In 1963, US President John F. Kennedy said, "Change is the law of life. And those who look only to the past or present are certain to miss the future.” The quote still holds true today; no less in the mobile business than anywhere else. And, one of the biggest changes ever experienced by that industry – the build-up of the 5G network – is on the way.
5G has already been deployed in thousands of locations around the US. But for that change to be a positive one, it needs to be guided and managed – and the industry needs to do a better job of that. Management and deployment systems that were acceptable until now just won't work in the 5G era.
Done right, 5G deployment could open up a whole new window for development, as small companies and start-ups develop applications and services that will take advantage of the fast speeds and greater capabilities offered by 5G.
For that to happen, the telecom industry needs to implement systems that will enable operators to free themselves from the burdens they have carried for so long – specifically the need to deploy and redeploy technology to satisfy the requirements of telecom equipment manufacturers (Ericsson, Nokia, etc.).
Opening up 5G technology
To truly benefit from 5G, the market for services, applications, and even equipment needs to be opened up, enabling smaller companies, including startups, to develop for the market. Efforts to do that are indeed underway with the development of standards for open RAN solutions (O-RAN Alliance, TIP), and the deployment of automated 5G networks. But making headway has proven slow, and much more needs to be done.
RAN management is generally a “closed garden” for equipment manufacturers like Nokia and Ericsson. Operators (AT&T, Verizon, etc.) needed to build their applications and gear their service to satisfy the interfaces of the networks they were working with, based on the equipment deployed on that network – with the interfaces, of course, being different, as the equipment manufacturers sought to differentiate their products.
This resulted in a great deal of redundancy – having to essentially do the same work several times in order to match the requirements of the equipment, with applications, service management and assurance, and other ancillary services that were required for the smooth functioning of the network.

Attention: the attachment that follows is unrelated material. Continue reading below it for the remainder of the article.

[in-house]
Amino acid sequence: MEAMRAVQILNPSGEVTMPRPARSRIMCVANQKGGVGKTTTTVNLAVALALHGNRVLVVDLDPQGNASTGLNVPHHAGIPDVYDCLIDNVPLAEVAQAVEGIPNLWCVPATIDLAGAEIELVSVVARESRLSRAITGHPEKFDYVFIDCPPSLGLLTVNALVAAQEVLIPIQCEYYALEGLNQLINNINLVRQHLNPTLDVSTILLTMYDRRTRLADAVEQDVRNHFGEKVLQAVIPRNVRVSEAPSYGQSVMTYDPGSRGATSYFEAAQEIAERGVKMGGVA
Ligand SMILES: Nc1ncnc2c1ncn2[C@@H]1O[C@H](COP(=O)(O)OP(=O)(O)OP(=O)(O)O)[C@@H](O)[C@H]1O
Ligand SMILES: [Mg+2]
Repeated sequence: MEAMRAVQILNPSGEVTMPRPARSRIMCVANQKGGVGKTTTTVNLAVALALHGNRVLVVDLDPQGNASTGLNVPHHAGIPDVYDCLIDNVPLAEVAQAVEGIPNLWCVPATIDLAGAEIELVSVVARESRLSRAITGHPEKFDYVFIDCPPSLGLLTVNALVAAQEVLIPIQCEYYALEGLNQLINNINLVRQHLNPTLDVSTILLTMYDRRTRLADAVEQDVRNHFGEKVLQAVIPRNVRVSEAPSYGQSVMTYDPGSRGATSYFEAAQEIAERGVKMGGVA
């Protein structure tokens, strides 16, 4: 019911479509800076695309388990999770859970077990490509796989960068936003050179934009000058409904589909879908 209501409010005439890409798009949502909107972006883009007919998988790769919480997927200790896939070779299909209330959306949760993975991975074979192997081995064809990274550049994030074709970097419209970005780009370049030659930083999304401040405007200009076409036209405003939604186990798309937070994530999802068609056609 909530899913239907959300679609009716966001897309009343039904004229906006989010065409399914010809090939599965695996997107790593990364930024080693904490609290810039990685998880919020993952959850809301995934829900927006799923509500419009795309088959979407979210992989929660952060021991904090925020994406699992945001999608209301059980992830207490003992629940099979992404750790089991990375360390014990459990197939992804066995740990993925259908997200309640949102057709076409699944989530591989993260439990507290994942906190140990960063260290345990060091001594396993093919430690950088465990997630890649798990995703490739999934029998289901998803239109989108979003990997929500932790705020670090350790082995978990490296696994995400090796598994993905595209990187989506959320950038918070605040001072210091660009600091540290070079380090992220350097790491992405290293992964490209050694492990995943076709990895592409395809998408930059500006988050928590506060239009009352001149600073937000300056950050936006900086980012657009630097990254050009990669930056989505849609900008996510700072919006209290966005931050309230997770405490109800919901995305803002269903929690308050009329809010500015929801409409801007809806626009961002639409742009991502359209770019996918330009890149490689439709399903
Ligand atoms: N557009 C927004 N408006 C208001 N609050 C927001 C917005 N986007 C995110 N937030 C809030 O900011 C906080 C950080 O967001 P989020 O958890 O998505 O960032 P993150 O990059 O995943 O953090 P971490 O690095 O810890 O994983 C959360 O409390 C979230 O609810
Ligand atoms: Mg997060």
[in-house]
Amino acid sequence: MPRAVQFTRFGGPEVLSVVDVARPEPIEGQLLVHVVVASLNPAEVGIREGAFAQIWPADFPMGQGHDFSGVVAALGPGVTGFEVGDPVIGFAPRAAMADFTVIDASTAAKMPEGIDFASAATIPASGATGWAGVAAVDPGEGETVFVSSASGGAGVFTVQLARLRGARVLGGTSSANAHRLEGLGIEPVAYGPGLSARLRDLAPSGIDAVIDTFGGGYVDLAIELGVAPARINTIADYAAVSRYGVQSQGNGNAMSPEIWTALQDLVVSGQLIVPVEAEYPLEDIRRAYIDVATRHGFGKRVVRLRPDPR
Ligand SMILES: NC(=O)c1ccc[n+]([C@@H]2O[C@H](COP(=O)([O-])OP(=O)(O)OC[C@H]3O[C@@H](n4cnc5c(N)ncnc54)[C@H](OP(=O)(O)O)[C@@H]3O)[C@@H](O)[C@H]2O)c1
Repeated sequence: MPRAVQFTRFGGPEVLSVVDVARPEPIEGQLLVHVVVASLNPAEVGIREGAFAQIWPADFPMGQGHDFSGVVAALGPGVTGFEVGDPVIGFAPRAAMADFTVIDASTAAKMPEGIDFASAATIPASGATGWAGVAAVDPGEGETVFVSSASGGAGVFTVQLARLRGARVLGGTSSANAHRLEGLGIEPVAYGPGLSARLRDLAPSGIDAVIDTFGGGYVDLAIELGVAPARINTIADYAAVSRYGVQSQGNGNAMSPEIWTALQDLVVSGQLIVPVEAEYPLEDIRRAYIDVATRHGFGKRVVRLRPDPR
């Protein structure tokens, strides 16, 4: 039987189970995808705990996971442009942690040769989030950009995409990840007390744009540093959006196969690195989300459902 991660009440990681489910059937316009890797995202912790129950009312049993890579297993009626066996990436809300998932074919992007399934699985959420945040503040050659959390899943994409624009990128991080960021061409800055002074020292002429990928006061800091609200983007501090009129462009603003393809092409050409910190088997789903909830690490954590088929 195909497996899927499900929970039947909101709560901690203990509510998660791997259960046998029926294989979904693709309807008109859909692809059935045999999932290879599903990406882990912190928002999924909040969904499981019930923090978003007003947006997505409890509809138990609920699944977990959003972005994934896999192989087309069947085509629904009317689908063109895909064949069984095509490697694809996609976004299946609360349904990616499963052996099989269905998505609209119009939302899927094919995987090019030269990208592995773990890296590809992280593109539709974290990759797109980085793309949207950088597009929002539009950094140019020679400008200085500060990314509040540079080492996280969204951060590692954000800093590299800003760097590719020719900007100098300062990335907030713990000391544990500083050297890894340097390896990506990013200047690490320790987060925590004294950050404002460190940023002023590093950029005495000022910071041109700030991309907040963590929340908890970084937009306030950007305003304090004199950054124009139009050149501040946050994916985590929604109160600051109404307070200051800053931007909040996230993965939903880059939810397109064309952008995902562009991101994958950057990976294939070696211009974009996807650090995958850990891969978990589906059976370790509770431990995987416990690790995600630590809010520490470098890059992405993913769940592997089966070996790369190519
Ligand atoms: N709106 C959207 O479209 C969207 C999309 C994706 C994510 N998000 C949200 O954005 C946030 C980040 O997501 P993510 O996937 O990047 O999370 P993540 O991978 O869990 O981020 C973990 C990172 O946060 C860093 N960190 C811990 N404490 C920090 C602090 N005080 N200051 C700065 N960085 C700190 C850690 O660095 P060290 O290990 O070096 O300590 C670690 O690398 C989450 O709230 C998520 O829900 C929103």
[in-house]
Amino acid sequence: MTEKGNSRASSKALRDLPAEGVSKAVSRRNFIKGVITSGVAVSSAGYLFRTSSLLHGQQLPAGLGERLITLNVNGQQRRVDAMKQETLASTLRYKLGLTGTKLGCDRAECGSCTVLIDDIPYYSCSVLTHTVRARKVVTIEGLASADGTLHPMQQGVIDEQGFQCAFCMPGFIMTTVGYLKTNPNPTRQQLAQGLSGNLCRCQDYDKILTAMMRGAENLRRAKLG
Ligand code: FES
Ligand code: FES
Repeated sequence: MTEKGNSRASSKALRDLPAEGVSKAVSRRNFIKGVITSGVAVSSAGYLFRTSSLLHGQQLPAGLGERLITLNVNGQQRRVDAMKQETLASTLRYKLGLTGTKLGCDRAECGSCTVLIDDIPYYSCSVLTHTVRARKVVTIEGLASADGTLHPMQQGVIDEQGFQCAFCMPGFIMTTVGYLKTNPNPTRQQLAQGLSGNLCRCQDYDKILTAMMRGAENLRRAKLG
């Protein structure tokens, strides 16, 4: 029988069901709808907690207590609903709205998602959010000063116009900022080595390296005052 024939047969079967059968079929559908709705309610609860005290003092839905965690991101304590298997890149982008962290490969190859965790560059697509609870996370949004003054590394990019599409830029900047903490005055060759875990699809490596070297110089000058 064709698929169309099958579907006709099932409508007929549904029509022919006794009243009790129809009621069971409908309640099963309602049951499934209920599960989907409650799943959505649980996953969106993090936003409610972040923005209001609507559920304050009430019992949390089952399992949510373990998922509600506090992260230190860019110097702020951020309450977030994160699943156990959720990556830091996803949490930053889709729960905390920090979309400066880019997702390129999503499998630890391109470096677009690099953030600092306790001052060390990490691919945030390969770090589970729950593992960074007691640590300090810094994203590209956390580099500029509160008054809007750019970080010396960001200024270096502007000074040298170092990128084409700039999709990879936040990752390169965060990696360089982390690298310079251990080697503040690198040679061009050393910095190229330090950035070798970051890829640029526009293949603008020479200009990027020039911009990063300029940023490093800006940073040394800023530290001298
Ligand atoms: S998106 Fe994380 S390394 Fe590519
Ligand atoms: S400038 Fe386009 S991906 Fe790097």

Siloed management systems, SON, and other tech and policy factors contributed to the situation – and the system cost operators a great deal of money. According to industry statistics, more than half of R&D dollars went into implementing the changes that allowed connecting and passing between networks – and the need to adjust applications took as much as three quarters of development time and costs.
Not just a big expense and waste of time, redundant development put a crimp in the ability to develop new solutions - after all, there are only so many hours in a day.
And because the telecom business was based on this system, resources were deployed to cope with it – to the extent that today, there are vested interests who prefer to keep things the way they are. Equipment manufacturers have an interest in keeping operators as customers for their closed-silo equipment and stack; IT teams have an interest in maintaining current systems that they are familiar with; and operators need to be able to integrate new equipment with legacy equipment.
That might have been acceptable until now, but it is proving to be a real drag on the deployment of 5G. New networks involve deployment of a lot more equipment, which means more things that can go wrong on more segments of the network. To truly take advantage of the power of 5G, and not get bogged down in the drudgery of ongoing maintenance and redundant development, a new way of doing things is needed.
The new way with 5G
Key to that new way is the decoupling of application development from equipment-specific systems. Developers would be able to spend more time building applications and services for the benefit of users – taking full advantage of the power of 5G – instead of doing redundant integration work for the various systems.
With a single standard that will apply to all 5G deployments, developers can give their full attention and creativity to creating new applications and services; operators will save huge amounts of money, savings that will likely trickle down to customers; and systems will be more scalable and redundant.
Initiatives such as those by O-RAN, which is developing standards for RAN virtualization, open interfaces, and AI-capable RAN, will enable the development of off-the-shelf hardware that could be used in any 5G deployment. According to the O-RAN alliance, the standard's open architecture will free up developers to develop many new, innovative applications and services, better and more efficient hardware, more secure base stations, etc.
Automated systems will also contribute to the effort. A single standard will allow for the development and implementation of automated management, deployment, and operation – an absolute requirement for 5G, because of the large amount of hardware that the small cell-based networks will require. Automation of systems, based on a single interface, will allow for the smooth redeployment of resources when needed, and easy repairs when an alarm sounds and a network component needs replacement.
To avoid missing that future, operators need to move forward. What we had until now might have been workable, even suitable; for the 5G future, it's untenable. If 5G is ever going to reach the potential we are relying on it to reach, things need to change, sooner rather than later.